Last week, the media made one of their occasional nutritional pronouncements: “Organic foods not healthier,” read headlines around the world. The Stanford University study on organic vs. conventional produce was ripe for misinterpretation — particularly given the sensational press release, “New study undermines health benefits of organic food.” It was widely reported as a “gotcha” moment for the organic food movement, as if we’ve all been hoodwinked into buying precious, expensive produce based on patently false health claims.
I’m no scientist, but I have been cooking and advocating organic foods for 40 years because I’m convinced that they are healthier — for our bodies, for the people who grow them and for the earth. Nothing in the Stanford study changed my mind; read closely, it actually supports what we know — that organic foods contain far fewer pesticides that are proven harmful to our health than conventional foods. And it’s silent on perhaps the most important issue: that organic foods help sustain a healthy environment for ourselves and our children.
The study (it wasn’t actually new research, but a meta-study of existing data, mixing apples and oranges of studies on population and produce nutrient and contamination levels) concluded: “The published literature lacks strong evidence that organic foods are significantly more nutritious than conventional foods.”
But this doesn’t mean that organic foods aren’t more nutritious — just that there’s very little evidence. Determining whether organics are more nutritious would require a huge, lengthy study comparing a large group of people eating strictly organic foods to a control group eating conventional foods, measuring their health outcomes over decades. No one has done that.
Instead, the Stanford researchers looked at studies demonstrating clinically significant improvement in subjects after short periods of eating organic foods. Not surprisingly, they found few. As Charles Benbrook, a researcher at the Organic Center in Boulder, Colo., notes, this is a fairly ridiculous standard. Switching from conventional to organic food isn’t apt to show huge clinical improvements in health within two years, curing heart disease or cancer. Organic vegetables are healthy, not magical.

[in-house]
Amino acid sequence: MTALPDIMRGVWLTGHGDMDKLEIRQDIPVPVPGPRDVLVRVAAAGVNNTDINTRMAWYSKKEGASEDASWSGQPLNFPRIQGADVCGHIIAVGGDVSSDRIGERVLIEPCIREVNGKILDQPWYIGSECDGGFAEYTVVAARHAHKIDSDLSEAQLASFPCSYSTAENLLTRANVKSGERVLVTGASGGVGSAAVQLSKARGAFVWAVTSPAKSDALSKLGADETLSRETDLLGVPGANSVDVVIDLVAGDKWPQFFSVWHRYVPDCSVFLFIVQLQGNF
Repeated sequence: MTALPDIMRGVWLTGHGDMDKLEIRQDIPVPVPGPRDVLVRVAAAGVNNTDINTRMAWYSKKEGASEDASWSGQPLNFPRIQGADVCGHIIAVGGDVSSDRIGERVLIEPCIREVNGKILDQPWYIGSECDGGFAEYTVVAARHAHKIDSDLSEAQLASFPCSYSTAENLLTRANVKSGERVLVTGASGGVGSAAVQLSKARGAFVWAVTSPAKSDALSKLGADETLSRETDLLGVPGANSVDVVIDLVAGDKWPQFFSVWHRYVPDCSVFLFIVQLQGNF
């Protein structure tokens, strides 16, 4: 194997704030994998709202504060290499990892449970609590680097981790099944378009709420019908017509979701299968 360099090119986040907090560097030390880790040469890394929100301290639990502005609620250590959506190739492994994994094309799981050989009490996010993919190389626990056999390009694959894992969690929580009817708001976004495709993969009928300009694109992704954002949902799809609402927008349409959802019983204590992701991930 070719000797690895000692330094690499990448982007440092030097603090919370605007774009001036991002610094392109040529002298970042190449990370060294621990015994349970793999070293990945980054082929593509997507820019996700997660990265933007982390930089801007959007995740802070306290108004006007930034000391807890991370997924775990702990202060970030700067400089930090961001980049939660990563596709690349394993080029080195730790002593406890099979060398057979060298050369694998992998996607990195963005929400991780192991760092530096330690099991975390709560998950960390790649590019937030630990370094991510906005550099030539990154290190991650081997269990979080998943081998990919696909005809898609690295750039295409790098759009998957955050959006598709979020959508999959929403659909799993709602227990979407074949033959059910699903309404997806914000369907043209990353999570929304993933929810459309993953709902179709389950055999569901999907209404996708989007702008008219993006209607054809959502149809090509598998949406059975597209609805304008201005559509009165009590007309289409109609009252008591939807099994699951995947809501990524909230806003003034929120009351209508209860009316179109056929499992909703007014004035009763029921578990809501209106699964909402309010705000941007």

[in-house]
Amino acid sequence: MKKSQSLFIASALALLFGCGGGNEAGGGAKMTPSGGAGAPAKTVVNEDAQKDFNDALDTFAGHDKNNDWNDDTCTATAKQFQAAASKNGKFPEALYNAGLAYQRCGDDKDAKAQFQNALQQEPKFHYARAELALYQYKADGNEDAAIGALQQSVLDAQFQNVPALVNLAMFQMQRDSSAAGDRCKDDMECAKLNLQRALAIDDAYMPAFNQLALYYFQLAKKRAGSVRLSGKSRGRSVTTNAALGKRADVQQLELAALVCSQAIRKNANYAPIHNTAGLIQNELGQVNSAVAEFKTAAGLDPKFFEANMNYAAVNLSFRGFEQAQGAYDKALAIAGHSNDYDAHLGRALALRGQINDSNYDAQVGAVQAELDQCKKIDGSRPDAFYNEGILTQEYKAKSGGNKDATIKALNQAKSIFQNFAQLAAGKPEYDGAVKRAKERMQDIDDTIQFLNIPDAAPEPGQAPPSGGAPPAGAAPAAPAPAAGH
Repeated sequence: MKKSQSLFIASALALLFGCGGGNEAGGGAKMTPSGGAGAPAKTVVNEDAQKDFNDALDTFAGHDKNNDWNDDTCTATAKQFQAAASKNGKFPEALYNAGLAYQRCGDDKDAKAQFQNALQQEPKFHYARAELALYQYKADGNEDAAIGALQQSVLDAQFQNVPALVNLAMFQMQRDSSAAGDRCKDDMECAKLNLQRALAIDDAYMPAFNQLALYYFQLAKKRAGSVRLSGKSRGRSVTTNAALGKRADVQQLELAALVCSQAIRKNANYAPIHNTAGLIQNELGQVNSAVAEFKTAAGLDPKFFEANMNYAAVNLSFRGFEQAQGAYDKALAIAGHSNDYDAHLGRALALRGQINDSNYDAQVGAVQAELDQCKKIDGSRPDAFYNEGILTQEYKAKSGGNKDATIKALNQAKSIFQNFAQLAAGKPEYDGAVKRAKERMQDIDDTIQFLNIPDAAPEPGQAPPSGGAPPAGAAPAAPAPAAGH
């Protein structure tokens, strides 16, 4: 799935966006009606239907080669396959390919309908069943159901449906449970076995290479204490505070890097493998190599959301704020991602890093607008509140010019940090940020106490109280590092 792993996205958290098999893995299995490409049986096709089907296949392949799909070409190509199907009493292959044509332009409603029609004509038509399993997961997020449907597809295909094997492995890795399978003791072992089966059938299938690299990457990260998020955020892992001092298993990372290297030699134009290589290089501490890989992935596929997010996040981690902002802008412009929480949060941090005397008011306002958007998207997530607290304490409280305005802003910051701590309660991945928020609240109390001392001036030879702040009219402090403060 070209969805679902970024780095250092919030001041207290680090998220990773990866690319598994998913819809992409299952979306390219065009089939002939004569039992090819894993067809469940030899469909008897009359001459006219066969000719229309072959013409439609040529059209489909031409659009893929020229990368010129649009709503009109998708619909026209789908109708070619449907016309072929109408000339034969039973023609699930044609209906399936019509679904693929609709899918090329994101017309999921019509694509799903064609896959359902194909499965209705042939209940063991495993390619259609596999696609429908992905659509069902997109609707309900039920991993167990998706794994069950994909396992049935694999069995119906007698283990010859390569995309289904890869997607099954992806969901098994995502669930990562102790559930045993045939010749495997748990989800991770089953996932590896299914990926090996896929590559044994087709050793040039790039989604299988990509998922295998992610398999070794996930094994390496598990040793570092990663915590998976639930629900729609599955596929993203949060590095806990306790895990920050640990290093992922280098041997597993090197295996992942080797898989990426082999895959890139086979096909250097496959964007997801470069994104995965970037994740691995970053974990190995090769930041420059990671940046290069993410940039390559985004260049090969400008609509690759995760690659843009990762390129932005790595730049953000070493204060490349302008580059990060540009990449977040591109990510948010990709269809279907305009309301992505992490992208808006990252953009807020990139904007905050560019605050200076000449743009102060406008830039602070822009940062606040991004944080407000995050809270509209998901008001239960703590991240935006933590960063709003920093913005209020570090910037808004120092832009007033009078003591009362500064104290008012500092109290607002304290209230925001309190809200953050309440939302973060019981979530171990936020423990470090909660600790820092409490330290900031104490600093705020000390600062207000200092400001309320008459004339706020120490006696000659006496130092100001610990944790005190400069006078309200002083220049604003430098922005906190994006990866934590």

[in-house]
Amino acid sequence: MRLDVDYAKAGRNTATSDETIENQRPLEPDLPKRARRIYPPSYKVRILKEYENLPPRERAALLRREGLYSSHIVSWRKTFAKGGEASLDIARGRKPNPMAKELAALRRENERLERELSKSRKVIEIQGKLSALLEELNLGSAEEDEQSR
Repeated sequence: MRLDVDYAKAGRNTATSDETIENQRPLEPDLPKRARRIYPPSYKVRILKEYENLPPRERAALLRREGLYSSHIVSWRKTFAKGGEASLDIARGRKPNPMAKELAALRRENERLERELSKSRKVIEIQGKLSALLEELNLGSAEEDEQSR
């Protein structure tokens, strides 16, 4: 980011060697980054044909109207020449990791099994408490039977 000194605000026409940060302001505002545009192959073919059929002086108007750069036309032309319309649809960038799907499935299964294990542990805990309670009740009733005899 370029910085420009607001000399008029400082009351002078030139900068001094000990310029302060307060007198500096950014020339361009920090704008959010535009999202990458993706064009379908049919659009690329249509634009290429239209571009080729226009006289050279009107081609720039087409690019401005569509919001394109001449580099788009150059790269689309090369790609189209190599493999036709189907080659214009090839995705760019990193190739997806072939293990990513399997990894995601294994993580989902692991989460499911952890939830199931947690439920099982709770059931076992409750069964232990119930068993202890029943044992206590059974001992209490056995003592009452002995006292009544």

The only short-term studies the Stanford researchers looked at that showed big differences in health outcomes were important ones; during pregnancy and the first few years of life, organic foods can reduce the odds of the adverse health problems that have been linked to the consumption of pesticides — birth defects, behavioral and learning problems, and autism, among others. Given years of research that confirms organophosphate pesticides can harm both fetuses and young children, and the widely growing consensus that they contribute to our ever-increasing cancer rates, I’m more than convinced that it’s healthier to eat organic.
In reporting the study, the media used the words “healthy” and “nutritious” as if they were interchangeable. If a vegetable is “healthier” because it has more vitamins in it, as you might list them on a package, then no, organics don’t necessarily contain “significantly” more nutrients. But the nutritional content of a piece of produce isn’t what makes it “healthy.”
To me, “healthy” means that we aren’t spraying toxic chemicals on the food we eat; we aren’t dousing agricultural workers with those poisons; and we aren’t depleting the earth with chemicals. “Healthy” means that we are nourishing the soil with compost; we’re keeping the water clean; we’re preserving the earth for future generations; and we are treating nature and our bodies with respect, not reckless disregard. “Health” means foods that are picked ripe and bursting with flavor, that are so delicious that children and adults alike will want to eat their fruits and vegetables. And more fruits and vegetables, we do know, means better health.
Nora Pouillon is chef at Washington’s Restaurant Nora, the first certified organic restaurant in the country.